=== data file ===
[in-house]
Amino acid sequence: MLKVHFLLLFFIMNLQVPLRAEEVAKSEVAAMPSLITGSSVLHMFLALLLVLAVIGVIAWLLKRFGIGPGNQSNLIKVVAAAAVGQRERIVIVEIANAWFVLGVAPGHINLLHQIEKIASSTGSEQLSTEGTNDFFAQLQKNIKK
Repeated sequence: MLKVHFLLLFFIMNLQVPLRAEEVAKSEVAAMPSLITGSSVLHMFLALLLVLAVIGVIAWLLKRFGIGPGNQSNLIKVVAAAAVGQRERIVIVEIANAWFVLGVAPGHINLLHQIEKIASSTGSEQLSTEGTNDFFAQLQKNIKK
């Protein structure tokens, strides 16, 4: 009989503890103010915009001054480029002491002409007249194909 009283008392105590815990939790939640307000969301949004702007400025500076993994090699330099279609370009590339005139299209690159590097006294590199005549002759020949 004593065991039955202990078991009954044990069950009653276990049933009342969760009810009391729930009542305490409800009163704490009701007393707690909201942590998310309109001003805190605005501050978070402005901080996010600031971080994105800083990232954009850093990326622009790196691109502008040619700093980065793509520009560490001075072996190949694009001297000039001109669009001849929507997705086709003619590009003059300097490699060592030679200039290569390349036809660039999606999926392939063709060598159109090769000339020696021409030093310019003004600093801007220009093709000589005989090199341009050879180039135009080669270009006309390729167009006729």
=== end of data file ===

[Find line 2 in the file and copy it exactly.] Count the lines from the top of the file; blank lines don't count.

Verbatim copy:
Amino acid sequence: MLKVHFLLLFFIMNLQVPLRAEEVAKSEVAAMPSLITGSSVLHMFLALLLVLAVIGVIAWLLKRFGIGPGNQSNLIKVVAAAAVGQRERIVIVEIANAWFVLGVAPGHINLLHQIEKIASSTGSEQLSTEGTNDFFAQLQKNIKK